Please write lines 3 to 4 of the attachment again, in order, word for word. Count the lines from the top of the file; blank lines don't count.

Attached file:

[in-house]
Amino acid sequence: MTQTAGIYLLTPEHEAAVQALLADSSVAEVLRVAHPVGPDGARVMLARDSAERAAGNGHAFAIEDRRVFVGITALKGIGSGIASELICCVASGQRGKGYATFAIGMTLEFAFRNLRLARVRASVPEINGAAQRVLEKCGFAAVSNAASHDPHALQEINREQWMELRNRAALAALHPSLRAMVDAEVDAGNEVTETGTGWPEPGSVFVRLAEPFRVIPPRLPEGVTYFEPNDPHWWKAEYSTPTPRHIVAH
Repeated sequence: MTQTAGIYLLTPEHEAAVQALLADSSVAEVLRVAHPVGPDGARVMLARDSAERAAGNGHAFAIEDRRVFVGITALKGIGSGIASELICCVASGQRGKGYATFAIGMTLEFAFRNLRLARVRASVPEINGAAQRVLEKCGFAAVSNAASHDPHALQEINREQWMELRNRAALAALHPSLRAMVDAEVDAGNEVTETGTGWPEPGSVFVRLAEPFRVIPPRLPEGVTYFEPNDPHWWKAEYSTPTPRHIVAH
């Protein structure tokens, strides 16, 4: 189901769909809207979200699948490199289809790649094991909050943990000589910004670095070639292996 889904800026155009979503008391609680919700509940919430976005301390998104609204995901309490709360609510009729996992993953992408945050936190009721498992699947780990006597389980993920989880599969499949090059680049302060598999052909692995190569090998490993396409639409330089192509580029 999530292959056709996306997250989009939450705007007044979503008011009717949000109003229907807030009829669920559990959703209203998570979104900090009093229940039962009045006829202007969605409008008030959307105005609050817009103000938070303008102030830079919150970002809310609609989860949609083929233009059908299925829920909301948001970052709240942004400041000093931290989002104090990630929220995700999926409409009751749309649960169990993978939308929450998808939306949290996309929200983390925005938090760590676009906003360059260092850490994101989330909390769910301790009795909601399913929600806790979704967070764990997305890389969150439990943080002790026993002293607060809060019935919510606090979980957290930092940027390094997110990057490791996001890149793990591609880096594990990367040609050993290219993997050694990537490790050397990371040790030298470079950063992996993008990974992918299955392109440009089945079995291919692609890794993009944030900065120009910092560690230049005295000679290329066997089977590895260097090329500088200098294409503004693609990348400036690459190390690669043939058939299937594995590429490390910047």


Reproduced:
Repeated sequence: MTQTAGIYLLTPEHEAAVQALLADSSVAEVLRVAHPVGPDGARVMLARDSAERAAGNGHAFAIEDRRVFVGITALKGIGSGIASELICCVASGQRGKGYATFAIGMTLEFAFRNLRLARVRASVPEINGAAQRVLEKCGFAAVSNAASHDPHALQEINREQWMELRNRAALAALHPSLRAMVDAEVDAGNEVTETGTGWPEPGSVFVRLAEPFRVIPPRLPEGVTYFEPNDPHWWKAEYSTPTPRHIVAH
């Protein structure tokens, strides 16, 4: 189901769909809207979200699948490199289809790649094991909050943990000589910004670095070639292996 889904800026155009979503008391609680919700509940919430976005301390998104609204995901309490709360609510009729996992993953992408945050936190009721498992699947780990006597389980993920989880599969499949090059680049302060598999052909692995190569090998490993396409639409330089192509580029 999530292959056709996306997250989009939450705007007044979503008011009717949000109003229907807030009829669920559990959703209203998570979104900090009093229940039962009045006829202007969605409008008030959307105005609050817009103000938070303008102030830079919150970002809310609609989860949609083929233009059908299925829920909301948001970052709240942004400041000093931290989002104090990630929220995700999926409409009751749309649960169990993978939308929450998808939306949290996309929200983390925005938090760590676009906003360059260092850490994101989330909390769910301790009795909601399913929600806790979704967070764990997305890389969150439990943080002790026993002293607060809060019935919510606090979980957290930092940027390094997110990057490791996001890149793990591609880096594990990367040609050993290219993997050694990537490790050397990371040790030298470079950063992996993008990974992918299955392109440009089945079995291919692609890794993009944030900065120009910092560690230049005295000679290329066997089977590895260097090329500088200098294409503004693609990348400036690459190390690669043939058939299937594995590429490390910047």